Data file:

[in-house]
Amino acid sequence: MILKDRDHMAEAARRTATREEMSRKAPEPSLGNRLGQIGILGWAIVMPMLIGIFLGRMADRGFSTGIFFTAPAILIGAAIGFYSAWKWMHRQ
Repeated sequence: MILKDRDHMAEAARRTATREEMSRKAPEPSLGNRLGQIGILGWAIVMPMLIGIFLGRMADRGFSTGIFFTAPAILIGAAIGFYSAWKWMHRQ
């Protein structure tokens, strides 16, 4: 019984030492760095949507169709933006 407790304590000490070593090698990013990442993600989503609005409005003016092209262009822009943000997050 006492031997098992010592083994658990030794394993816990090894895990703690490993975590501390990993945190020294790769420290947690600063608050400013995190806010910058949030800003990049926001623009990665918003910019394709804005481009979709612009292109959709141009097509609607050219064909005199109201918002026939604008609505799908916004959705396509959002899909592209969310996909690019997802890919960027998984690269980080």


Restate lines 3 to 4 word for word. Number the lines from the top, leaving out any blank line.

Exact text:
Repeated sequence: MILKDRDHMAEAARRTATREEMSRKAPEPSLGNRLGQIGILGWAIVMPMLIGIFLGRMADRGFSTGIFFTAPAILIGAAIGFYSAWKWMHRQ
């Protein structure tokens, strides 16, 4: 019984030492760095949507169709933006 407790304590000490070593090698990013990442993600989503609005409005003016092209262009822009943000997050 006492031997098992010592083994658990030794394993816990090894895990703690490993975590501390990993945190020294790769420290947690600063608050400013995190806010910058949030800003990049926001623009990665918003910019394709804005481009979709612009292109959709141009097509609607050219064909005199109201918002026939604008609505799908916004959705396509959002899909592209969310996909690019997802890919960027998984690269980080």